Comerón & Pasquali (2012) studied the correlation between ages and Galactic longitudes in Cygnus OB2. They suggest that star formation has proceeded from lower to higher Galactic longitudes, finding most of the old stars located at low Galactic longitudes while the youngest ones lie at higher Galactic longitudes. In order to corroborate it, we have obtained ages by comparing isochrones from the HRDs, and divided the sample of OB stars in three age groups: the young group contains stars in the range of 0 - 5 Myr, the intermediate group contains stars in the range of 5 - 10 Myr, and the old one contains stars with ages Myr.
Figures 8 and 9 show the histograms of the relative frequency of our OB type sample located at low (78.5- 79.5), central (79.5- 80.5) and high (80.5- 81.5) Galactic longitudes in each age group and for each model considered (Geneva (Fig. 8) and Bonn (Fig. 9) rotating and non-rotating models). In all cases, most of the stars at high Galactic longitudes belong to the young-intermediate age group, while those stars located at low Galactic longitudes belong to the old age group. We only obtain significant age differences at using the rotating Geneva models since in this case rotation gives older ages for the most massive stars. Thus, we can see a change in the relative frequencies of old and intermediate stars. On the other hand, we do not see these age differences at using rotating Bonn models because of their lower sensitivity to rotation as noted earlier.
This analysis thus supports the correlation between ages and Galactic longitudes in Cygnus OB2 as previously suggested by Comerón & Pasquali (2012). Massive star formation in Cygnus OB2 seems to have proceeded from lower to higher Galactic longitudes, regardless of the details of the models used.
5.3 The whole Cygnus region
In order to obtain a big picture of the age distribution across the Galactic longitude, we have performed the same analysis as in Cygnus OB2 but now in a wider area which includes Cygnus OB2, Cygnus OB9 and boundaries. We have placed the whole sample of OB stars, including late B-type stars, in an HRD (see Fig. 10). Due to the similar results obtained in Cygnus OB2 by using different models, we have now used isochrones and evolutionary stellar tracks for non-rotating models from Ekström et al. (2012). We derived ages by comparison with isochrones and divided again the sample in three age groups: the young group (0 - 5 Myr), the intermediate group (5 - 10 Myr), and the old group ( Myr). In Fig. 11 we show the spatial distribution of the different age groups, where most of the younger stars (left) are concentrated at higher Galactic longitudes, while the older ones (right) are located at central-lower Galactic longitudes. These results suggest that massive star formation has proceeded from lower to higher Galactic longitudes, from Cygnus OB9 to Cygnus OB2, with a strong peak in the northern part of the association.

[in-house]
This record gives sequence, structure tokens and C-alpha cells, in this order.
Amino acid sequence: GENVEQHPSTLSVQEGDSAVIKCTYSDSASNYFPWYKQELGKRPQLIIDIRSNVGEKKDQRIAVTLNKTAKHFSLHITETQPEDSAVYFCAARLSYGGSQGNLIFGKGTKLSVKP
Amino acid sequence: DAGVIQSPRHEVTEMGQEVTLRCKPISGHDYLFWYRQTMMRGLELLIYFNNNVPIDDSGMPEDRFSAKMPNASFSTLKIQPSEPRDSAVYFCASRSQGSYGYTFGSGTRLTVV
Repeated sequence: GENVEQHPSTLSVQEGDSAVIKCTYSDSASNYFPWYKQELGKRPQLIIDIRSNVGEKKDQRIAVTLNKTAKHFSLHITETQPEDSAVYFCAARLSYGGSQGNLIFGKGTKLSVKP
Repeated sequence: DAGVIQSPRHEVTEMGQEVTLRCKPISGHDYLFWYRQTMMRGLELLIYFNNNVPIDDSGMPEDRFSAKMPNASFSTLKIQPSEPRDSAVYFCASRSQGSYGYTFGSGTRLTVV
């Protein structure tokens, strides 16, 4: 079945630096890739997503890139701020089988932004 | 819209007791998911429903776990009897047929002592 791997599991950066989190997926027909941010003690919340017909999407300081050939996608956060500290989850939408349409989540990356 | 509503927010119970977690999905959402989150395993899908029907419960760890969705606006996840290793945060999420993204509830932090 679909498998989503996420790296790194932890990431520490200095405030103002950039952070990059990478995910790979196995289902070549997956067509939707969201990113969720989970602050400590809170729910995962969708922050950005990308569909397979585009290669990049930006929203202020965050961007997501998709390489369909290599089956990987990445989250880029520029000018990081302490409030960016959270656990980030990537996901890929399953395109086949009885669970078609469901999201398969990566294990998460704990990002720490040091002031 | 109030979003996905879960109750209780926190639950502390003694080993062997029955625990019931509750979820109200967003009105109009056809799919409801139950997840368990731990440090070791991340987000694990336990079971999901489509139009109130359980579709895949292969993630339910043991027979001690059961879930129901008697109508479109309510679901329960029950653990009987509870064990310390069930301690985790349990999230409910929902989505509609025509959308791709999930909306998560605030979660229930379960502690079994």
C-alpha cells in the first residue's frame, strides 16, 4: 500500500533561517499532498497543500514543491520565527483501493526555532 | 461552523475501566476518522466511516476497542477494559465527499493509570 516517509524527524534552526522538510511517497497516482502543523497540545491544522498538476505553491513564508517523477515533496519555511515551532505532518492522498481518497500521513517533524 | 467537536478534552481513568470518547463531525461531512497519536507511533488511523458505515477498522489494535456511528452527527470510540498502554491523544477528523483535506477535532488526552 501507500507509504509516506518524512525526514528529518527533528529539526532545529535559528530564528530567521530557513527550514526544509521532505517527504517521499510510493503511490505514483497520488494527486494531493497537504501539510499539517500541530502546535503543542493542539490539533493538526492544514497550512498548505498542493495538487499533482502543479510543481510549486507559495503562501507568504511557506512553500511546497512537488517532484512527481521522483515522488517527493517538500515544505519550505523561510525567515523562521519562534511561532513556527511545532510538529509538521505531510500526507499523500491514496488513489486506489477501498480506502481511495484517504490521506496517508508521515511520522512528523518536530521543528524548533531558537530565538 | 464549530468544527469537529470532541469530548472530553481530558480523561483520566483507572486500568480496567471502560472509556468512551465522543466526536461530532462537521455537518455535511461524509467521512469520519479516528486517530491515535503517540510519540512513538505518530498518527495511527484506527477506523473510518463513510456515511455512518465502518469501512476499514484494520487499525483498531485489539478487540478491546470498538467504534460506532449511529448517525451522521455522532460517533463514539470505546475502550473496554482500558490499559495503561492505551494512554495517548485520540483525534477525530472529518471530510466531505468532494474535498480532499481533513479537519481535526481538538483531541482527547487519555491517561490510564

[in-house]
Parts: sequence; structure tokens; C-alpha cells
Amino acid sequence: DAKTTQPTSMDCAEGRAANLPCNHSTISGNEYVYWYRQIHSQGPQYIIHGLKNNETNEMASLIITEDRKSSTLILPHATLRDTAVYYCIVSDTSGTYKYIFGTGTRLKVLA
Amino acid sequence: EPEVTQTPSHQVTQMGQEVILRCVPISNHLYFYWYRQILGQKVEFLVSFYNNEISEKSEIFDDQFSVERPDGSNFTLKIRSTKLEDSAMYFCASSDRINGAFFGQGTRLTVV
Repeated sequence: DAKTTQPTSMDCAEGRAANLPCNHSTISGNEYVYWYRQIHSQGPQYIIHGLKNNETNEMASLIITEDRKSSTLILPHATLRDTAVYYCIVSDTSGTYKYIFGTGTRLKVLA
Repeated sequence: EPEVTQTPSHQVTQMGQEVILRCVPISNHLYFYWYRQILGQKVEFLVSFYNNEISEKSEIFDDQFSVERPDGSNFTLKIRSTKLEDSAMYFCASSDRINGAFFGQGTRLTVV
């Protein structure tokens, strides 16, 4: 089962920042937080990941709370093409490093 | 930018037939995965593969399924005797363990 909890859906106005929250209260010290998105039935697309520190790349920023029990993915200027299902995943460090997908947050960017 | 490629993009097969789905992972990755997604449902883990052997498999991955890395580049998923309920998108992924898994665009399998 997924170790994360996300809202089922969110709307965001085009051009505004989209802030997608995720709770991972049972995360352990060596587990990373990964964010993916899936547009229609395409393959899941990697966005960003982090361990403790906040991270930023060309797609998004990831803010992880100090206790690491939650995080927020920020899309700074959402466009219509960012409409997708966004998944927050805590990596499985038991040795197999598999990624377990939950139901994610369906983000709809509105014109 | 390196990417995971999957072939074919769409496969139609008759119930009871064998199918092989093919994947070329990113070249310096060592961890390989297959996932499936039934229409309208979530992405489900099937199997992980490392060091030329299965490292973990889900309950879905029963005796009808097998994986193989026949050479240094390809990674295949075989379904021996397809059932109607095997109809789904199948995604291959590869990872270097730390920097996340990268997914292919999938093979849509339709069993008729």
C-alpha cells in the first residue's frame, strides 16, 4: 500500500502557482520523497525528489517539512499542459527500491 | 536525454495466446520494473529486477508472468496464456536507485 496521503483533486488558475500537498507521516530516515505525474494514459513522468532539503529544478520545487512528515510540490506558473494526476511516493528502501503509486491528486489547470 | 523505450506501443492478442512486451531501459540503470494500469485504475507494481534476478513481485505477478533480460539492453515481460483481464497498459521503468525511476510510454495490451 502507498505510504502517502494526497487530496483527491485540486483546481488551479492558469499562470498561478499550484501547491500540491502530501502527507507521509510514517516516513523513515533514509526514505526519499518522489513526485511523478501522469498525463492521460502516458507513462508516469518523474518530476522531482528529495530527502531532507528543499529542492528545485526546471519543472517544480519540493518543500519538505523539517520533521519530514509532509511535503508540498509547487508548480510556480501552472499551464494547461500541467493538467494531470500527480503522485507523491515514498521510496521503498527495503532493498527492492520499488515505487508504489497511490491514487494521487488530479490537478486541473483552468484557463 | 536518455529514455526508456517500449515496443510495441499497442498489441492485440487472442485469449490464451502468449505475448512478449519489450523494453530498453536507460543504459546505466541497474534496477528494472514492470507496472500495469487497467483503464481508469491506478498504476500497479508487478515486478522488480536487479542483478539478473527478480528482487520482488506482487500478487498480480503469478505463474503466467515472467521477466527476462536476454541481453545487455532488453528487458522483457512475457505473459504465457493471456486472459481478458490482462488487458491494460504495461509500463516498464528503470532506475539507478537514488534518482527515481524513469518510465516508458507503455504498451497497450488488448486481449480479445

We have carried out several observing runs between 2013 and 2017 to obtain new blue intermediate-resolution spectra suitable for spectral classification for the magnitude-limited ( mag, mag) candidate list compiled by Comerón & Pasquali (2012). Out of 61 candidates, we confirm 42 new massive OB-type stars, earlier than B3, including 11 new O-type members. A of this sample results on confirmed or possible SB2 binaries. Two other stars are late-B, seven are A-type, six are F-type, and the remaining four are G-type stars. Therefore, the spectral classification of the homogeneously selected sample is now completed. The selection criteria success rate obtained by Comerón & Pasquali (2012) along with this work is , supporting the success at identifying reddened massive OB stars with the reddening-free parameters based on photometry (see Sect. 2). However, the magnitude cutoff and dust extinction introduce an incompleteness. We loose the faintest and more obscured late O-type members in Cygnus OB2, and we are still far to obtain a complete census of the early-type population in the association.
We have also estimated individual visual extinctions () for the new confirmed OB-type stars using the extinction law derived by Wright et al. (2015). We found a median value of 5.5 mag for the stars in the whole Cygnus region, and as we expect, a large median value of 6.5 mag for those stars within the Cygnus OB2 association.